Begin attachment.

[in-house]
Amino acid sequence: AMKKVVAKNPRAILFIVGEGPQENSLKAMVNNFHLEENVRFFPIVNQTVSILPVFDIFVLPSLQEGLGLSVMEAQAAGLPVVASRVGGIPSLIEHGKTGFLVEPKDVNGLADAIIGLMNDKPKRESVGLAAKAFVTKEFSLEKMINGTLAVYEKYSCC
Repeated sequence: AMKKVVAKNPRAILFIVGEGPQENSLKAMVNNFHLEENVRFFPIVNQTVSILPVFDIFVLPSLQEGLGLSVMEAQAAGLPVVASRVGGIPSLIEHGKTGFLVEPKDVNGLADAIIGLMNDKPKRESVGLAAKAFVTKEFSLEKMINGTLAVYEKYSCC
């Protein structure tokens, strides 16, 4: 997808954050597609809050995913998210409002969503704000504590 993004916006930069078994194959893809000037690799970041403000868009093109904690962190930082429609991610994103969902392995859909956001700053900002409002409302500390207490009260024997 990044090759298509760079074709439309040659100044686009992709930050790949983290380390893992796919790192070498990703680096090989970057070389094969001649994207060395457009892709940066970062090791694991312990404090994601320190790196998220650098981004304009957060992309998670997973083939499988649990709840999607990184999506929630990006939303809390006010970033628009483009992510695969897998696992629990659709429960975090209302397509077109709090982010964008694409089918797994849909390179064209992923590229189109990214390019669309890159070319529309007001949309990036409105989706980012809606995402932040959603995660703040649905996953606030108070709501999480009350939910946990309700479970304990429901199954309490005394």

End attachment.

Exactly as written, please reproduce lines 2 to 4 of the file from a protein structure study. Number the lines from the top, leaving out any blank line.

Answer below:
Amino acid sequence: AMKKVVAKNPRAILFIVGEGPQENSLKAMVNNFHLEENVRFFPIVNQTVSILPVFDIFVLPSLQEGLGLSVMEAQAAGLPVVASRVGGIPSLIEHGKTGFLVEPKDVNGLADAIIGLMNDKPKRESVGLAAKAFVTKEFSLEKMINGTLAVYEKYSCC
Repeated sequence: AMKKVVAKNPRAILFIVGEGPQENSLKAMVNNFHLEENVRFFPIVNQTVSILPVFDIFVLPSLQEGLGLSVMEAQAAGLPVVASRVGGIPSLIEHGKTGFLVEPKDVNGLADAIIGLMNDKPKRESVGLAAKAFVTKEFSLEKMINGTLAVYEKYSCC
């Protein structure tokens, strides 16, 4: 997808954050597609809050995913998210409002969503704000504590 993004916006930069078994194959893809000037690799970041403000868009093109904690962190930082429609991610994103969902392995859909956001700053900002409002409302500390207490009260024997 990044090759298509760079074709439309040659100044686009992709930050790949983290380390893992796919790192070498990703680096090989970057070389094969001649994207060395457009892709940066970062090791694991312990404090994601320190790196998220650098981004304009957060992309998670997973083939499988649990709840999607990184999506929630990006939303809390006010970033628009483009992510695969897998696992629990659709429960975090209302397509077109709090982010964008694409089918797994849909390179064209992923590229189109990214390019669309890159070319529309007001949309990036409105989706980012809606995402932040959603995660703040649905996953606030108070709501999480009350939910946990309700479970304990429901199954309490005394």